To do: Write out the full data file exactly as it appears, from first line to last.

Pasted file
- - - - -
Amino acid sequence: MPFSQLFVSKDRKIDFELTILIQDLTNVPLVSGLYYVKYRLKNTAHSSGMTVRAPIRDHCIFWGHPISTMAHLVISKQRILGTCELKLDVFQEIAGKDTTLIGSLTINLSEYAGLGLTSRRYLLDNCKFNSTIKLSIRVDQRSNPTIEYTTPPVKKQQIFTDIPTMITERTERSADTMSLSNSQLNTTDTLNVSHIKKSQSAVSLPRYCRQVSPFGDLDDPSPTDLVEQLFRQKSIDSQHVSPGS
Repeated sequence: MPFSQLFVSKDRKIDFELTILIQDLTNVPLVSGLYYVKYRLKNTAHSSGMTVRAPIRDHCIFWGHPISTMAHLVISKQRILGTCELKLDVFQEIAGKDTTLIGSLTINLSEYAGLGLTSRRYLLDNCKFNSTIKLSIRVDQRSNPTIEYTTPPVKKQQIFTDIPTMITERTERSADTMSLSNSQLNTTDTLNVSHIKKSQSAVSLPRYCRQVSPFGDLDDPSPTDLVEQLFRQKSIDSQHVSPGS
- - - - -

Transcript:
Amino acid sequence: MPFSQLFVSKDRKIDFELTILIQDLTNVPLVSGLYYVKYRLKNTAHSSGMTVRAPIRDHCIFWGHPISTMAHLVISKQRILGTCELKLDVFQEIAGKDTTLIGSLTINLSEYAGLGLTSRRYLLDNCKFNSTIKLSIRVDQRSNPTIEYTTPPVKKQQIFTDIPTMITERTERSADTMSLSNSQLNTTDTLNVSHIKKSQSAVSLPRYCRQVSPFGDLDDPSPTDLVEQLFRQKSIDSQHVSPGS
Repeated sequence: MPFSQLFVSKDRKIDFELTILIQDLTNVPLVSGLYYVKYRLKNTAHSSGMTVRAPIRDHCIFWGHPISTMAHLVISKQRILGTCELKLDVFQEIAGKDTTLIGSLTINLSEYAGLGLTSRRYLLDNCKFNSTIKLSIRVDQRSNPTIEYTTPPVKKQQIFTDIPTMITERTERSADTMSLSNSQLNTTDTLNVSHIKKSQSAVSLPRYCRQVSPFGDLDDPSPTDLVEQLFRQKSIDSQHVSPGS